Jon Daniel from Peoria, Illinois created one such Twitter account, in the name of Mayor Jim Ardis. The mayor, or someone in the mayor's office, was not happy with the account and decided to act, calling in the police to deal with the issue. The police, in turn, were issued a warrant, which resulted in the search of his home and seizure of his personal property. Among the seized items were computers, phones and tablets.
This act, which is obviously against the 1st and 4th Amendments, came under immediate scrutiny by many organizations. The important organization is the American Civil Liberties Union of Illinois. The ACLU has reached out to Mr. Daniel, and is representing him in a suit against the city. ACLU of Illinois Communications and Public Policy Director Ed Yohnka said,
The ACLU of Illinois now represents Mr. Daniel, the creator of the Twitter parody. Mr. Daniel, like other parodists, has a First Amendment right to post these tweets. He was engaging in a time-honored tradition of poking fun at public officials - even when the public official doesn't like it. Because Mr. Daniel's activities were protected, they should never have led to a warrant and search of his home. The police activity in this case was unnecessary and contrary to both the First and Fourth Amendment protections to which he was entitled.
In the coming weeks, the ACLU of Illinois anticipates bringing legal action in support of Mr. Daniel against those officials who are responsible for the violations of his rights. We hope this action will send a strong signal to all that wrongful use of the police power to suppress protected speech, even when it is critical or makes fun of public officials is an abuse of power and is not acceptable.
Normally, these types of cases do not go well for the defendants, and the ACLU's involvement will not help their case. This should be an interesting case, so we will keep you up-to-date on the proceedings.
Back in February, Scott talked about the possible wireless kill switch that was heading to Congress. On our show we weighed out the pros and cons, with the conclusion being that it was probably just a way for the government to have more control in our lives. Either way, the state of California Senate has approved such a measure in a smartphone kill-switch bill.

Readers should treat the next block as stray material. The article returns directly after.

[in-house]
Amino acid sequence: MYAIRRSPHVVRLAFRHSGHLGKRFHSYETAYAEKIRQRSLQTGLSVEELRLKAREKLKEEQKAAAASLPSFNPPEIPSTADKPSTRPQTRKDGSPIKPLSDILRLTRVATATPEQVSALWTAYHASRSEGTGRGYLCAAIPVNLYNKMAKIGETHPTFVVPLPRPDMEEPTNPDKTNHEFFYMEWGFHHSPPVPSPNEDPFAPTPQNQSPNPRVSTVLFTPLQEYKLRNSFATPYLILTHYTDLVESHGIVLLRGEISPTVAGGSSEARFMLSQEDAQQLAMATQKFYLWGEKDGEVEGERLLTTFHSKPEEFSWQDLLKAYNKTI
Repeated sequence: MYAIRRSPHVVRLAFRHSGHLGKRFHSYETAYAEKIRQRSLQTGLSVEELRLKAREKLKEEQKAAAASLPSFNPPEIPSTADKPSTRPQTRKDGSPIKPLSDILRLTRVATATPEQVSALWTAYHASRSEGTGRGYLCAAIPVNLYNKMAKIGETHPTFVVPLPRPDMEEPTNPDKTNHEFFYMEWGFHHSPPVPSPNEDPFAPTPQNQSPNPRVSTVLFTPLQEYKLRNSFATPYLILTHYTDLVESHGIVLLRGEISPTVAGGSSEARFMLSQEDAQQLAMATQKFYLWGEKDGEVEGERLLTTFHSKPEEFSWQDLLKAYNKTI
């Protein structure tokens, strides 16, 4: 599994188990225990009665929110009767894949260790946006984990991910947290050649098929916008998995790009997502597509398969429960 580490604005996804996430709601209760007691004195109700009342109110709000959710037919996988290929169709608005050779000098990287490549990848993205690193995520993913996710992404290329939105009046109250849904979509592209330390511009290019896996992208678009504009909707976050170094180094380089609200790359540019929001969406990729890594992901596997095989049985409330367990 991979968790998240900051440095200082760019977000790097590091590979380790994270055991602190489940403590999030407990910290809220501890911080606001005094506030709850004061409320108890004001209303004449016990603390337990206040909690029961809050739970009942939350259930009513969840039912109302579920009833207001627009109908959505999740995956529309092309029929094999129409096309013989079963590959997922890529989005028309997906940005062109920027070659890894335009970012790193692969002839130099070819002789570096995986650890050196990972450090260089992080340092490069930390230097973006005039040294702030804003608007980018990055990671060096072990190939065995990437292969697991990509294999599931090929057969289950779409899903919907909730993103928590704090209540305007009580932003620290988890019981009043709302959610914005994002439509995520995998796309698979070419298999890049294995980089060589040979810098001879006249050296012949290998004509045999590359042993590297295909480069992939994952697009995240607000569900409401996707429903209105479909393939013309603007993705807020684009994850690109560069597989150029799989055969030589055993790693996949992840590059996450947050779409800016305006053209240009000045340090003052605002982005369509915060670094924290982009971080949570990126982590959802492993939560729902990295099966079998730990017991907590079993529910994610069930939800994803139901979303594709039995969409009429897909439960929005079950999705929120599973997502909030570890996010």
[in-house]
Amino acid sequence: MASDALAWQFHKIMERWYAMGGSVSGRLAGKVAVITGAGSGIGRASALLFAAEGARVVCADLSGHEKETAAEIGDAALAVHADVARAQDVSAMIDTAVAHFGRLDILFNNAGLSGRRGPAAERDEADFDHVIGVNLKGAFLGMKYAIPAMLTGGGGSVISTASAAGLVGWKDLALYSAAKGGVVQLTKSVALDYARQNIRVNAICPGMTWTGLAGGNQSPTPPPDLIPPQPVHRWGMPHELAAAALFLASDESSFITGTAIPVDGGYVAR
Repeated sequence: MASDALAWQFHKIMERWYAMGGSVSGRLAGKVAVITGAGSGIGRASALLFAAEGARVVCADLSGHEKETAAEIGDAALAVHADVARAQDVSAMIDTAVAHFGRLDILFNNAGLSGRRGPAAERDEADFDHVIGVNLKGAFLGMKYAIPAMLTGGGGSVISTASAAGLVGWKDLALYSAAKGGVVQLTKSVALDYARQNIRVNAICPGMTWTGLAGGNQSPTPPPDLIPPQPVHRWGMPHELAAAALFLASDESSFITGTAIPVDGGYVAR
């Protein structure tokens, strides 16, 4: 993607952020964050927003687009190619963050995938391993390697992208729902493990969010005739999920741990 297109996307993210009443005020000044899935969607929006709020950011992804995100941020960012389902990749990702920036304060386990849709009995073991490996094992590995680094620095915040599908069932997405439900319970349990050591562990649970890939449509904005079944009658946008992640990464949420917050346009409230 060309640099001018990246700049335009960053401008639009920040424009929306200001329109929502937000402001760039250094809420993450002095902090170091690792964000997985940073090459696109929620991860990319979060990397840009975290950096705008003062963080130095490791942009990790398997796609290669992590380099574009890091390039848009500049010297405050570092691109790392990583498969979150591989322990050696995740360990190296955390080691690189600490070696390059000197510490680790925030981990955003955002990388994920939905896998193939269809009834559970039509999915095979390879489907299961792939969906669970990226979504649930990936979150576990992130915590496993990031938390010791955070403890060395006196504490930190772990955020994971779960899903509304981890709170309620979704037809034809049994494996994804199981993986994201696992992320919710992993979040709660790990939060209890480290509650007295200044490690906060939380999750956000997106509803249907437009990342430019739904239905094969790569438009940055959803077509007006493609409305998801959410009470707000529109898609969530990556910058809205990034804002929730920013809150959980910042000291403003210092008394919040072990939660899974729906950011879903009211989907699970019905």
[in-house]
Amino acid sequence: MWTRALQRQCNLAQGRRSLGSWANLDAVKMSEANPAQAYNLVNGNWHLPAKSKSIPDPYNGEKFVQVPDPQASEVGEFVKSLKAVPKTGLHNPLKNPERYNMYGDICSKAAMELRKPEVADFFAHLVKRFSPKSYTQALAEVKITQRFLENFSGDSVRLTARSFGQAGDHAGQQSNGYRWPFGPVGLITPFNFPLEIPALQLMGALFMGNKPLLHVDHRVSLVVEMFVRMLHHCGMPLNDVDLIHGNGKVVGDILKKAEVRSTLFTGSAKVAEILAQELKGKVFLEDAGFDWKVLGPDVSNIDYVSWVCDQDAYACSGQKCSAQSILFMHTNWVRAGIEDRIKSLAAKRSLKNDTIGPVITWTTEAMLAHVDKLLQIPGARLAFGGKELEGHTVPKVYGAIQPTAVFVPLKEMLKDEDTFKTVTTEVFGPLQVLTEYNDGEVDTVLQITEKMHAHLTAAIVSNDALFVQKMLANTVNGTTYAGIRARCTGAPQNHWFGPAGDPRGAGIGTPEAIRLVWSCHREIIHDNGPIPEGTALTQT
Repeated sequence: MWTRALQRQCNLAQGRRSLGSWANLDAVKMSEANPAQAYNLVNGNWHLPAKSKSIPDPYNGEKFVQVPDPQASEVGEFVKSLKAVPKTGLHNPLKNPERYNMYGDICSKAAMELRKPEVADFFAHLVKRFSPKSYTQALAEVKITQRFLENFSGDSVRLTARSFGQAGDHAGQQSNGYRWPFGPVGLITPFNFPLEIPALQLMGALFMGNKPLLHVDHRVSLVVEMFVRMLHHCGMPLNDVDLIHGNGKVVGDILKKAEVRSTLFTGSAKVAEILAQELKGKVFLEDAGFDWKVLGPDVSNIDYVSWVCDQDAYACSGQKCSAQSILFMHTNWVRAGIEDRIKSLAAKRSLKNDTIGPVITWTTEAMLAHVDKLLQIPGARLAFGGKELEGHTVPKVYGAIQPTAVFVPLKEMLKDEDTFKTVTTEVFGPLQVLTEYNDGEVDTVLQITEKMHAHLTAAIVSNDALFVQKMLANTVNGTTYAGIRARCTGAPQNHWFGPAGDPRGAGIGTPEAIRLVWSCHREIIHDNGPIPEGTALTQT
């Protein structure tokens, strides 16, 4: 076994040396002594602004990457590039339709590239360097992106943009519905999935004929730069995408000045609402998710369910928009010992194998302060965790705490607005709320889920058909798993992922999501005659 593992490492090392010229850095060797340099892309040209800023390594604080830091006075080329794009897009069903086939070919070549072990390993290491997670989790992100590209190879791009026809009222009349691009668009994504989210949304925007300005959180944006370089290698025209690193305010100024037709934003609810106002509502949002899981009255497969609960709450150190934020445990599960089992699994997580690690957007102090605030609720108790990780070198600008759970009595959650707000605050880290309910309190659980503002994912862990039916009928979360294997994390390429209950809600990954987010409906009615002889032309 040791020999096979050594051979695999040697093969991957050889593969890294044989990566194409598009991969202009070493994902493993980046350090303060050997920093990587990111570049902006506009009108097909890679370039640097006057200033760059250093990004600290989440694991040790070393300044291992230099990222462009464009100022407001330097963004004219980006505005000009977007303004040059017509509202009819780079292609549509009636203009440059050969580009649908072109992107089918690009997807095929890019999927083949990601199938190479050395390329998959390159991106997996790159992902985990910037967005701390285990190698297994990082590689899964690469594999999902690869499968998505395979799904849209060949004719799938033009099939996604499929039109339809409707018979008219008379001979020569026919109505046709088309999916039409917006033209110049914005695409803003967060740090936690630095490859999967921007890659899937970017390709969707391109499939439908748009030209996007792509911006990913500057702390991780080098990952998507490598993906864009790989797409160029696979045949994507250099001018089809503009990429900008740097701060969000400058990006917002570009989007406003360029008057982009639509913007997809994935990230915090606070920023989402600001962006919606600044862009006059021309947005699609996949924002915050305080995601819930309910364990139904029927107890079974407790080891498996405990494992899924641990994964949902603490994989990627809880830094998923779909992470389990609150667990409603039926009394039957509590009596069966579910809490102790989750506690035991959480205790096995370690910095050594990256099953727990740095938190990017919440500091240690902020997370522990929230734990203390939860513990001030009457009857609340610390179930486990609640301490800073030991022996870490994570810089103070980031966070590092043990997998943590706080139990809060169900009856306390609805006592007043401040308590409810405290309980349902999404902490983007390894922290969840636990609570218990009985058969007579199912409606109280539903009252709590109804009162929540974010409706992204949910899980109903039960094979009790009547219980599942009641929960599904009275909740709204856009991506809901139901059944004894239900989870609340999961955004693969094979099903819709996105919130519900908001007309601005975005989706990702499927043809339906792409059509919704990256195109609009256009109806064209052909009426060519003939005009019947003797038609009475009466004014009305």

The bill, SB962, would require that smartphones sold in the state would come installed with some kind of theft detection software. This would apply to any smartphones manufactured after July 1st, 2015 and would not apply to tablets or any other electronic devices.
Interestingly enough, this same bill was rejected on April 24th but is now approved. All that's left is for the California Assembly and California's Governor Jerry Brown to approve it. Both parties have previously said they'd OK the proposal. The bill cleared the Senate 26-8 and only needed 21 of the 40 members to vote "yes."
The decision to push forward with the bill comes after a reported rise in smartphone theft, especially in California. However as we've mentioned before, it will still be a difficult feat to recover GSM devices, even after a kill-switch would be installed, due to the inability to tie a device down to a SIM card.
As far as penalties and liabilities are concerned, that filled up most of the conversation on the senate floor during the voting process. It was concluded that retailers would be at fault for selling devices without the software installed and that the fine would range somewhere between $500 and $2,500. Senator Mark Wyland opposed this pointing of the finger, citing simple shipping errors as reason. "It's a big burden on a retailer of anything, that they have complete control over everything they sell," he said.
All of this really doesn't seem to make a whole lot of sense, but it does seem perfectly fitting for the state of California, considering the long list of unusual legislation in the state. What do you make of all of this? Give us your thoughts in the comments below.
*In accordance with California Proposition 65, this post may contain traces of lead, which is known to the state of California to cause birth defects or reproductive toxicity.